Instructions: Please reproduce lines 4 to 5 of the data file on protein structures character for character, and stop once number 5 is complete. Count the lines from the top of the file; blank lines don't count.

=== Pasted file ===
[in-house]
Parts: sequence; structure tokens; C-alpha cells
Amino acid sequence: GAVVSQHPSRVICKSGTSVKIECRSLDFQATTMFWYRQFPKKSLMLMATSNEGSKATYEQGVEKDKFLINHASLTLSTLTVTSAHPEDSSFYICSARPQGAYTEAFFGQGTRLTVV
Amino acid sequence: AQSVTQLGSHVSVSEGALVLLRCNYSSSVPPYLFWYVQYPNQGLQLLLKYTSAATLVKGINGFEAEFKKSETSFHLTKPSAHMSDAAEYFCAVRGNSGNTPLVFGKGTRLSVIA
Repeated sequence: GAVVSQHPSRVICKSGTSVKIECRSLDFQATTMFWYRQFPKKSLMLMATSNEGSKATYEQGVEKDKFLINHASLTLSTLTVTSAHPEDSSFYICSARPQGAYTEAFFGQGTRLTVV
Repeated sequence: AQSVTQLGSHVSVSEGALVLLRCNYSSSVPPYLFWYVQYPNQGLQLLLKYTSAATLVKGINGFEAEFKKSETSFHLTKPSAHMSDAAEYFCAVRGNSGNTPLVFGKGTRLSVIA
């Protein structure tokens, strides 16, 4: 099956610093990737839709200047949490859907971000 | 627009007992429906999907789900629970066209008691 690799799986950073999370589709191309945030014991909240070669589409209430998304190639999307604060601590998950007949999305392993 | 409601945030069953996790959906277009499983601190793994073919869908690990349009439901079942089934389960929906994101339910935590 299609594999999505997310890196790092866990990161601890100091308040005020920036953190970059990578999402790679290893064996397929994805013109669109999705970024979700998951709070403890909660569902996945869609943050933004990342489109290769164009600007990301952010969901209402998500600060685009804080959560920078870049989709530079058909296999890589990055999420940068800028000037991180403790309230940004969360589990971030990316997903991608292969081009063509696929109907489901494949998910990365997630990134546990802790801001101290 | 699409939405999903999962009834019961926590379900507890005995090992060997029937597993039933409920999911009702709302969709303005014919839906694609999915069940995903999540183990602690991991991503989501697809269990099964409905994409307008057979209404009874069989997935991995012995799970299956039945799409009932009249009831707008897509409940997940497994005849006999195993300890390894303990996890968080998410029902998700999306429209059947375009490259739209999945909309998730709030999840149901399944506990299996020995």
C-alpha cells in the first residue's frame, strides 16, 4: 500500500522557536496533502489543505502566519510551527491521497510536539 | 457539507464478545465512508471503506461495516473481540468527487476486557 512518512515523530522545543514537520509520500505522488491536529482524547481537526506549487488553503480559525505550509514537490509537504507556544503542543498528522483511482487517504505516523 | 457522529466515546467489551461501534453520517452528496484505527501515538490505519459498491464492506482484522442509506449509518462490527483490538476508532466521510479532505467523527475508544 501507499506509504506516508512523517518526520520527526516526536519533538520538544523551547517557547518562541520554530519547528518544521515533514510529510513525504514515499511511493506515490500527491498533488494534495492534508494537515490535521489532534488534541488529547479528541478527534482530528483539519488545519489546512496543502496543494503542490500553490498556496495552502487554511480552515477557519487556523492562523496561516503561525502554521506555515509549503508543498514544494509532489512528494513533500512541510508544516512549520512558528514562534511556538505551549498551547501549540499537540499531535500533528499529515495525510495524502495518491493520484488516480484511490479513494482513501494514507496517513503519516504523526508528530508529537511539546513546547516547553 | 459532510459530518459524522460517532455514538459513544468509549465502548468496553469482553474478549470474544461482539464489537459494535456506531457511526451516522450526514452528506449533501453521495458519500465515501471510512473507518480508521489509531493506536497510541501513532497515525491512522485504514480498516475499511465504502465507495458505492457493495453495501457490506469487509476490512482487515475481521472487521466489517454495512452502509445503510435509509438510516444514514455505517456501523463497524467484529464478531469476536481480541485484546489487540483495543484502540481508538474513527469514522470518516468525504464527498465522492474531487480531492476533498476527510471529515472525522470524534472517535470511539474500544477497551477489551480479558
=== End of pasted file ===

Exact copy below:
Amino acid sequence: AQSVTQLGSHVSVSEGALVLLRCNYSSSVPPYLFWYVQYPNQGLQLLLKYTSAATLVKGINGFEAEFKKSETSFHLTKPSAHMSDAAEYFCAVRGNSGNTPLVFGKGTRLSVIA
Repeated sequence: GAVVSQHPSRVICKSGTSVKIECRSLDFQATTMFWYRQFPKKSLMLMATSNEGSKATYEQGVEKDKFLINHASLTLSTLTVTSAHPEDSSFYICSARPQGAYTEAFFGQGTRLTVV